Smartphone owners more likely to use their devices to visit Amazon or check their bank account than to play Cut the Rope or Angry Birds.
UK Android smartphone users prefer commerce and functional apps to games.
The results, published this week by Nielsen Smartphone Analytics, were gathered by installing a monitoring app on participants' handsets to record app use.
They reveal that UK Android smartphone owners are more concerned with shopping and banking than with games. Nielsen found that among the 15,000-person sample, the fastest growing apps in terms of popularity are functional rather than focused on entertainment.
"Seven of the 15 major apps experiencing the fastest-growing usage by UK Android smartphone users are commerce apps. These include apps used to buy digital products, general retail products and experiences through social commerce. Of the other eight, two are banking apps, but only one is a game," Nielsen said in an accompanying statement.
The study, which covered UK usage of Android apps between May and October 2012, ranks the 15 fastest growing apps as follows:
1. Amazon AppStore
2. HSBC Fast Balance
5. MX Player
7. Coin Dozer
9. Google Play Movies & TV
11. Lloyds TSB Mobile Banking
13. Google Books
15. Tune-In Radio
Nielsen defines ‘fastest growing' as the total time an app was open on a smartphone user's screen over the course of the six-month study. It's therefore interesting that banking apps are proving so popular, especially considering security concerns around mobile devices, a subject that has received more than its fair share of coverage over the past 12 months in the UK press. However, Nielsen's results show that users interact with the HSBC Fast Balance app and the Lloyds TSB app for an average of 20 minutes each month.
"Apps have grown up. The list shows that consumers are now seeking apps which help them with real-world tasks, not just fun gimmicks and games," said David Gosen, Nielsen managing director for digital in Europe.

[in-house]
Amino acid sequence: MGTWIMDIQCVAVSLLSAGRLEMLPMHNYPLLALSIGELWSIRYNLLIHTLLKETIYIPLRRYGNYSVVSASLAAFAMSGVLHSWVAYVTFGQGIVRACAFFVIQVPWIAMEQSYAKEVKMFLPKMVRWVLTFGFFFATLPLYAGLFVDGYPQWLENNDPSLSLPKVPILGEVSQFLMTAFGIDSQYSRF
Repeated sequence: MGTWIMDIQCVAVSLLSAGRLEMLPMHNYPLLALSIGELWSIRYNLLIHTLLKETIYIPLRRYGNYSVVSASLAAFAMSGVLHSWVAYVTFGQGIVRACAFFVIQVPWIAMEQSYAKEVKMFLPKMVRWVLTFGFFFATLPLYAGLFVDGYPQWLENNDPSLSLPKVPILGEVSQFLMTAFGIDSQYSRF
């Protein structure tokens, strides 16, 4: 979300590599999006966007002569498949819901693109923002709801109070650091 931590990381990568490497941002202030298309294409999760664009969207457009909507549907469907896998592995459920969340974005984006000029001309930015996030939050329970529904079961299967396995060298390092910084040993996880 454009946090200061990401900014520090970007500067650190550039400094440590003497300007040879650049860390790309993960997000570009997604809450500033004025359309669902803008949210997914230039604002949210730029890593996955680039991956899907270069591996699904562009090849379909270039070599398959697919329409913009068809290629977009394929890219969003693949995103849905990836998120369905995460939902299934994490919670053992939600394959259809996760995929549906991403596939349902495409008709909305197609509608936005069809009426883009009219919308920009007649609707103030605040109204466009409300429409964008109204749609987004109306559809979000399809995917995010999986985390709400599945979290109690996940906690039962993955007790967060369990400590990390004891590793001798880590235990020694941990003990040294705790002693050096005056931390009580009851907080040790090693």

The report also includes the 10 most popular Android apps by reach for the month of October and again games are conspicuous by their absence:
1. Google Play
2. Google Search
4. Google Maps
9. eBay Mobile
10. Whatsapp Messenger
This lack of gaming could be explained by the Android operating system itself. Very few gaming titles have experienced the levels of success on Android as they have on Apple's iOS operating system and this is partly because of the sheer number of different devices with different chip sets and different versions of the operating system either in use or still on the market. The latest official Android usage figures from Google show that as of February, 45.6 percent of the world's Android devices are still running the Gingerbread operating system, a system that has been defunct for almost two years. Only 13.6 percent of users have a tablet or a smartphone that runs Jelly Bean, the most recent version of Android.
As a result, app developers have to build games capable of running on so many different versions of the same Android operating system, reducing a finished game's performance. This is a problem that developers for Apple's platform do not face. Over 60 percent of iPhones are currently running the latest version of iOS.